• Senator Kyl’s claim relies on a Tax Foundation report[2] that classifies any tax filer who reports any income or loss from a sole proprietorship, farm proprietorship, partnership, S corporation, or rental income as a small business owner.  Using this definition, the Tax Foundation concludes that the large majority of high-income taxpayers (for example, 75 percent of those in the top 1 percent) are small business owners — so it is hardly surprising that it also concludes that small business owners pay a large share of income taxes.  But this definition turns wealthy individuals who are passive investors, not business proprietors, into small business owners. 

    According to Tax Policy Center estimates, a majority of tax filers with incomes over $1 million who qualify as small business owners under this definition receive some or all of their “small business income” from passive investments.  Others are doctors or lawyers who organize their practices as sole proprietorships, CEOs who receive fees for sitting on corporate boards, or journalists and others who receive honoraria.  Both President Bush and Vice President Cheney qualify as “small business owners” under this definition, which also counts large amounts of income earned by businesses that are by no measure “small.”  (For more on this topic, see http://www.cbpp.org/3-21-07tax.htm.)

4.  “It is interesting to me that the United States has the third highest estate tax rate in the world and is 37 percent above the international average.  Twenty-four nations have no estate tax.  There are only two countries that have rates higher than ours.”  —- Senator Jon Kyl, Senate Minority Whip, during the debate on the Senate budget resolution, March 10, 2008

  • Outside the United States, many countries tax accumulated wealth by means of an inheritance or wealth tax, rather than an estate tax, and so it makes sense to count all these forms of taxes for purposes of international comparisons.  Of 30 countries for which OECD data is available, 27 levied some form of estate, inheritance, or wealth tax in 2004.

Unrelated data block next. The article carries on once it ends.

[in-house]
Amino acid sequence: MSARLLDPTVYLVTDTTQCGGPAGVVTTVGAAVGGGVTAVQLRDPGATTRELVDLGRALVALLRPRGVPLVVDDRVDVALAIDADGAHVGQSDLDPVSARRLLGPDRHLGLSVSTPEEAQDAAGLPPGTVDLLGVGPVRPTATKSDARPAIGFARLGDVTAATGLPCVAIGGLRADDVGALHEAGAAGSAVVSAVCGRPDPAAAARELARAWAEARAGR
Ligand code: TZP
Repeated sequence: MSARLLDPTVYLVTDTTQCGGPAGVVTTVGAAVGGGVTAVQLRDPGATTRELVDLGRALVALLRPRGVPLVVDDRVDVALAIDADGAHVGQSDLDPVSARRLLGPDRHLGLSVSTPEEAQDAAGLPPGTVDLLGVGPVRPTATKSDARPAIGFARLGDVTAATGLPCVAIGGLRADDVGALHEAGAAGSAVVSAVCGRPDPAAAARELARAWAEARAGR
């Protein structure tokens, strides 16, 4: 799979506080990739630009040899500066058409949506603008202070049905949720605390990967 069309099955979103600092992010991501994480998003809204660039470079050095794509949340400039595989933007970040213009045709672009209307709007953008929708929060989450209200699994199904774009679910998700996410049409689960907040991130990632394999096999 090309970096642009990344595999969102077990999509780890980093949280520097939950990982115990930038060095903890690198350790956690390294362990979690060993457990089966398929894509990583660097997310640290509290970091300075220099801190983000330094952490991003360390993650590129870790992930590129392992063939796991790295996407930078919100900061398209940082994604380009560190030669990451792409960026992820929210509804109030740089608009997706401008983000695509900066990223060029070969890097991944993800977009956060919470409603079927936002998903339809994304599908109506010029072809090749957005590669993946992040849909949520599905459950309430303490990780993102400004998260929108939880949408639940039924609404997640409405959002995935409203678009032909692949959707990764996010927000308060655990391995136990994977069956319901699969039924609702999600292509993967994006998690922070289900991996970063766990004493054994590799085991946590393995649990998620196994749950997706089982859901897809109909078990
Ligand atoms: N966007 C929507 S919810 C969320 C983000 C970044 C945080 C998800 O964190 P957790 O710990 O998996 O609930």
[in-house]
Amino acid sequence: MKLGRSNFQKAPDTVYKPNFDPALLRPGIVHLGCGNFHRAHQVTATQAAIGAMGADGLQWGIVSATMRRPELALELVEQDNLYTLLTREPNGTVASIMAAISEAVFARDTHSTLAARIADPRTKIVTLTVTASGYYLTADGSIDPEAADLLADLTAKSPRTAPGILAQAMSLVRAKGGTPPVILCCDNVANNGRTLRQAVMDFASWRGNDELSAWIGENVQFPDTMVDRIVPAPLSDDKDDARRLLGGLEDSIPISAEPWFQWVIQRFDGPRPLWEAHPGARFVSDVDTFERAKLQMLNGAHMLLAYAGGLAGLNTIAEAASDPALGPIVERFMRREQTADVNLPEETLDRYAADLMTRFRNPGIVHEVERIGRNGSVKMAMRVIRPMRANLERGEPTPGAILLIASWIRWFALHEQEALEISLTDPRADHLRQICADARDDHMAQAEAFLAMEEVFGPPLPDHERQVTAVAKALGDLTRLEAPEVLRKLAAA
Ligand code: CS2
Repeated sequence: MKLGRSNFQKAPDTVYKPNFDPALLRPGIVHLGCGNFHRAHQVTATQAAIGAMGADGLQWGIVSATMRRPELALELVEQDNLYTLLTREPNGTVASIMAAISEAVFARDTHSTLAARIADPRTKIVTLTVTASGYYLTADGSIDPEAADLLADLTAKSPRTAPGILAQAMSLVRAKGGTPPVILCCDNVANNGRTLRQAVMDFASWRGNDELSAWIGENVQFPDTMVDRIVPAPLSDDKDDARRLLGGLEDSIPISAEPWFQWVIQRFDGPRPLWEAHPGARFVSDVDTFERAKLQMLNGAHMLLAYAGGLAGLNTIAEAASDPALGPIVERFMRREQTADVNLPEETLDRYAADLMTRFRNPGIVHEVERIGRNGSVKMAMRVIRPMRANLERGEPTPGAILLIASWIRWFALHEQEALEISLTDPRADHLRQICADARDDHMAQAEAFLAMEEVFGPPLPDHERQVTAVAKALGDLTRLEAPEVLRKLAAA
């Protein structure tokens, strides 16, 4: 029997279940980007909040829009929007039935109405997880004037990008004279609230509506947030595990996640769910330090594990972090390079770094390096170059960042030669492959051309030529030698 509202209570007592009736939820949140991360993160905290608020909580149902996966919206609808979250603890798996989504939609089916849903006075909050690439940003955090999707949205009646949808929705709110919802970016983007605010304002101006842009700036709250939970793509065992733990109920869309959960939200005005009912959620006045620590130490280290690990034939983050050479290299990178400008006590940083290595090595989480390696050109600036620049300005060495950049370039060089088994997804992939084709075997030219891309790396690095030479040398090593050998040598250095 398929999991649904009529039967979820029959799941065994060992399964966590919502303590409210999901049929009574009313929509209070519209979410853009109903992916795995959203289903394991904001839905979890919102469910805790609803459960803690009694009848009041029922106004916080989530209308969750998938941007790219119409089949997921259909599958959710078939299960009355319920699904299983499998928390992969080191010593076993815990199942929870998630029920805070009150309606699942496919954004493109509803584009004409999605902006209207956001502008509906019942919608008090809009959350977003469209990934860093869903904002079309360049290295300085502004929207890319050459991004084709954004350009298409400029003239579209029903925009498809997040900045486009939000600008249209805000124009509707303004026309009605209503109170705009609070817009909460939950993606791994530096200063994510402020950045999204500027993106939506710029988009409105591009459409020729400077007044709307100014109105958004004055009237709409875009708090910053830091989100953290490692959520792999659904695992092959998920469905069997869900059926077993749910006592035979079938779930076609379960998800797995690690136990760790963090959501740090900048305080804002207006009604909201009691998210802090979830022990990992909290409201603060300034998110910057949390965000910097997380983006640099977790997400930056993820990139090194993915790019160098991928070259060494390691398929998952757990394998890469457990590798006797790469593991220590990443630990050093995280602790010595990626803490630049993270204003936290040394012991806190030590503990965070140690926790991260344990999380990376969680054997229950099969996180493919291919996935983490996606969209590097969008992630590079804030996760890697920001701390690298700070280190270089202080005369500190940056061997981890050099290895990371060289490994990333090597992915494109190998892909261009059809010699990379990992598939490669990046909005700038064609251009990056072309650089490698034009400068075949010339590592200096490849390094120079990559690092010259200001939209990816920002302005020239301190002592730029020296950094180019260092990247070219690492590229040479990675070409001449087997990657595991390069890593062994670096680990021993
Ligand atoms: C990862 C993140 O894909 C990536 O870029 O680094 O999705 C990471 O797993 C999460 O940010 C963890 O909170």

Moreover, experts agree that the right way to compare revenue levels across countries is to look at revenues as a share of GDP, not at statutory tax rates, since some countries levy taxes on a broader tax base than others.  In 2004, U.S. estate tax revenues as a share of GDP were about equal to the international average for wealth and wealth transfer taxes.  But in 2004, U.S. estates paid tax based on a $1 million exemption and a 49 percent rate.  Senator Kyl has said that he will offer an amendment to raise the estate tax exemption level to $5 million and lower the rate to 35 percent.  If this proposal were adopted, the United States would be well below the international average in the share of GDP it raised from wealth and wealth transfer taxes.

End Notes:

[1] $0 is the median tax cut for elderly household, i.e. at least half (specifically, 57 percent) of elderly households receive tax cuts of $0.

[2] Scott A. Hodge and J. Scott Moody, “Wealthy Americans and Business Activity:  Helped by Tax Cuts, Businesses Producing Lion’s Share of Tax Revenue,” Tax Foundation Special Report No. 131, August 2004.